That politican made a joke about how initially he didn’t want the nuns to speak; that he thought he had all the bases covered in the presentation, but they did such a great job he was glad they were here after all. Ha ha.
FLAMES. Flames flying off my cheekbones, I tell you.
Mansplaining is rampant around here. I cannot count the number of conversations I have been talked over. I have had my own experience explained back to me. I have had my opinion doubted over and over until a man repeats what I just said. Sometimes I have just disappeared altogether from the conversation.
Equally rampant is the normalization of all the hidden work that women do. The coordination of social events, the smoothing of relationships, the running of errands, the cleaning, the organizing. I worked for a while giving massages to rich ladies. What did I learn? That in order to get where they are those rich ladies engaged the work of other women to pick up the tasks that they didn’t have time to do. They hired housekeepers, laundry ladies, nannies, and cooks. Occasionally a particularly stressed one would come in, throw her purse down, and lament about how she didn’t have hired help at the moment, that she was doing it all.by.HERSELF–Gasp! Nowhere in the equation is the idea that maybe the men should be doing some of the work.
So, we should be moving society to change all this, right?
The Brazilian Gender Quota in Politics
Interestingly, I learned that Brazil has laws on the books since the 1990s trying to combat this proble. Our talkative Paolo Politician explained that Brazilian political parties are legally mandated to have at least 30% of their candidates be women (technically the law states that you can’t have more than 70% of one gender). He explained that a lot of the time political parties struggle find enough women willing to run, and they end up putting in women just as placeholders, with no real intent that they ever actually get elected. It shouldn’t be this way, he said. Politics should be filled with women.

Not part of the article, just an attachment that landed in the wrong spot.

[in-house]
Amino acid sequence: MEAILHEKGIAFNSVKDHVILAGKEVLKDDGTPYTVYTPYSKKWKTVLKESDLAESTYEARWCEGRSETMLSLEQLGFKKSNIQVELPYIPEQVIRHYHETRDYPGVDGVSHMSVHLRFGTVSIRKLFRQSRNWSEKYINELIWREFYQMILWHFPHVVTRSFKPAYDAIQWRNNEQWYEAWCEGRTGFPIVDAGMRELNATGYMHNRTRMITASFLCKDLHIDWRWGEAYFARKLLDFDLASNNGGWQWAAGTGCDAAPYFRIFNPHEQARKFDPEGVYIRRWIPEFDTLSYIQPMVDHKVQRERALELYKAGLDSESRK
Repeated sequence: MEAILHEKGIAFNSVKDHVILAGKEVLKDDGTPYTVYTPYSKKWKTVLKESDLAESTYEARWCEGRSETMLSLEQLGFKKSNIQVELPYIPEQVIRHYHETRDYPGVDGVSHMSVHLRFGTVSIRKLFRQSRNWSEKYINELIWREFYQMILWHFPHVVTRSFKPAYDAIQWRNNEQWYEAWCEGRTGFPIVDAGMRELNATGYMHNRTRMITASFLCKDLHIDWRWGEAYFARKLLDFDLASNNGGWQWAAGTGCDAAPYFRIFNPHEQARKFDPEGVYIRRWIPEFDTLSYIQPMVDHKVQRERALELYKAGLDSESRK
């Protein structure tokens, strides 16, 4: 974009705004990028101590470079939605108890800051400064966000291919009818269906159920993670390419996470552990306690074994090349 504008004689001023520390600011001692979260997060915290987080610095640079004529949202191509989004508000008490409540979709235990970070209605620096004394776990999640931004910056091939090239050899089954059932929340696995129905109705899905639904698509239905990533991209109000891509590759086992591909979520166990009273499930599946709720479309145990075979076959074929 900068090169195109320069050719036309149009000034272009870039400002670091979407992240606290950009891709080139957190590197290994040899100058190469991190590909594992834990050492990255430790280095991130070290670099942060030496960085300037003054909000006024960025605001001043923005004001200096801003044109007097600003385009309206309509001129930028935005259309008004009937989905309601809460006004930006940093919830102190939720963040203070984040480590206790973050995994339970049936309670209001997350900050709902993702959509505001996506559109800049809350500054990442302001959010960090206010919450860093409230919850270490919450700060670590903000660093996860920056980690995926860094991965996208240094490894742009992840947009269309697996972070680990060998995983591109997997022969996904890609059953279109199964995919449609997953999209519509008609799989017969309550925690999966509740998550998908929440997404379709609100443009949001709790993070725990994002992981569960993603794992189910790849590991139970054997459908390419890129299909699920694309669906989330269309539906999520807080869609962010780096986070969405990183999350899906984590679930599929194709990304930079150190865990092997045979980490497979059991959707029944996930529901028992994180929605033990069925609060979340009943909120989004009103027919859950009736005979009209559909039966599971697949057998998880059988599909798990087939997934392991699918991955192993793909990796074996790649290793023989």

Yes, my friend. Yes it should. But… if you spend the whole year not listening to my opinion… If I spend the whole year juggling work and child rearing and an impeccable household (because for Brazilians that is the only standard)… and then you come knocking asking me to step forward and take on one more task, run for office, and ask that people listen to my opinion? Well, let’s just say that I understand why they’re having a hard time finding candidates.
They Call Them Warriors
One colleague sent this image out by What’s App (Brazilians really know how to rock the meme conversations).
I think it really sums up the issue: Women are expected to do everything (and stay beautiful and fit through it all) and then are applauded for surviving it.
Brazilians compliment their women by calling them guerreras (“warriors”), which is strong and fantastic. Except that they also created the conditions of battle and no one wants to talk about that.
Roses are Gorgeous, Chocolates are Tasty, a Helping Hand is Ideal
So this International Women’s Day, do give us chocolate and kisses. By all means. But don’t just praise the women around you–lighten her load. Stop, and pick up a task. Do the dishes. Provide some childcare. Lay out your kid’s clothes. Pick up the groceries.
It’s not just enough that the doors of advancement are open to us, we have to be unburdened enough to walk through them.